The REIT revolution continues to spread around the globe. Recent proof: the initial public offering (IPO) of The Link REIT, a portfolio of 2.85 million sq. ft. of ground-floor retail space and 59,000 commercial parking spots once owned by the Hong Kong Housing Authority. The IPO — which is expected to debut on Hong Kong's Hang Seng exchange in coming weeks — is valued at almost $2.7 billion, making it the largest REIT offering in history.
The IPO was scheduled for mid-December, but last-minute legal problems delayed the. The Hong Kong government, which is selling off the properties, postponed the issue until it could resolve a legal challenge by one Hong Kong housing tenant who objects to the possibility of sharp rent increases post-IPO.
Government officials in late December said they are determined to bring the REIT to market, but refused to say when. Investors close to the deal fully expect the REIT to float early in 2005. Link's underwriters are HSBC, Goldman Sachs and UBS.
This massive offering could open the floodgates for future REIT offerings throughout Asia, says Les Loffman, director of REIT services at Ernst & Young. “We predict that Asia will definitely see many large REITs emerge over the next few years,” he says. “It's already happened in Europe, and Asia is clearly next.”
The European REIT industry was born in the early 1990s, but the phenomenon is relatively new in Asia. Japan's first REIT hit the market in 2000. In December 2004, the Suntec REIT in Singapore raised $441 million on its portfolio of office and retail properties. That made it Singapore's largest REIT offering of the year.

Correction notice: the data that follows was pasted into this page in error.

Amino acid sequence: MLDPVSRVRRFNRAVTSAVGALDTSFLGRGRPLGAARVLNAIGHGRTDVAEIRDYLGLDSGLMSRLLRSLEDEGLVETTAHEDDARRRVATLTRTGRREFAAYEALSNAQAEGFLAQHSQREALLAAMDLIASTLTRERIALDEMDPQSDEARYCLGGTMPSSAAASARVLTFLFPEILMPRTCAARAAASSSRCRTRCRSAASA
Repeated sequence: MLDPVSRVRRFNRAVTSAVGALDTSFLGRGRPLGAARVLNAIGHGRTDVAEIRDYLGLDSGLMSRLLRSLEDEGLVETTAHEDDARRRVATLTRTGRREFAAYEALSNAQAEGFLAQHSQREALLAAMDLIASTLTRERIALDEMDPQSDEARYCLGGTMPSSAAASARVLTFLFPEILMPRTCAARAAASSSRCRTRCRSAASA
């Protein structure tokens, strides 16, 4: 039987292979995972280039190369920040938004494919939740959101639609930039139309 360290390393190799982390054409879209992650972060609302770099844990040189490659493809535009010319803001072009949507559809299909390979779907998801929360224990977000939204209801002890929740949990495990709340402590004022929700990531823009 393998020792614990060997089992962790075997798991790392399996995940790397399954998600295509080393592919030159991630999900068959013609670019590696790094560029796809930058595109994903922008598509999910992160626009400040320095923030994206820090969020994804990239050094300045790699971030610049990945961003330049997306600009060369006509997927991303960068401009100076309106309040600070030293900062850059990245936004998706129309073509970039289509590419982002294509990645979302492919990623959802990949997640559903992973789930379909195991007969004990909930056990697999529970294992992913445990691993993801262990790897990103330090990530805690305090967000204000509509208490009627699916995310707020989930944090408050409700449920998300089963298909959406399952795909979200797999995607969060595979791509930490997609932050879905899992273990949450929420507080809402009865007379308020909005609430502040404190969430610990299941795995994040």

According to the Link prospectus, the REIT's forecast dividend yield will range from 6.65% and 6.85% on an annualized basis by March 2006. The portfolio was 9% vacant as of mid-December.
In late November, people lined up outside a Hong Kong bank branch to sign up for shares of the REIT. Hong Kong retail investors can buy shares at a 3% discount to the final price, and that will give them a higher dividend yield. Globalfirms have also poured a fortune into the REIT. American International Group (AIG) invested $573 million, for an 18.8% stake.
The REIT's appeal may be driven by the scarcity of land in Hong Kong, a city known for its densely packed shopping districts and heavy automobile traffic. Link controls 13.7% of the entire inventory of commercial parking spaces in Hong Kong. The average monthly rent at a Hong Kong shopping mall is the equivalent of roughly $2,367, according to the Hong Kong Housing Authority.
What's more, Hong Kong property prices are finally rebounding after a six-year slump, which was exacerbated by the 2003 outbreak of severe acute respiratory syndrome (SARS). But the Hong Kong economy is expected to expand by 7.5% for 2004, which would be double the rate in 2003.
Ernst & Young's Loffman believes that the REIT structure is a natural fit for the Pacific Rim. “People want yields over here [in the United States] and they also want them over there.”
|REIT||IPO Date||Funds Raised||Property Types|
|Link REIT||Jan. '05*||$3 billion||retail and parking|
|Boston Properties (BXP)||June '97||$902 million||office|
|source: public filings|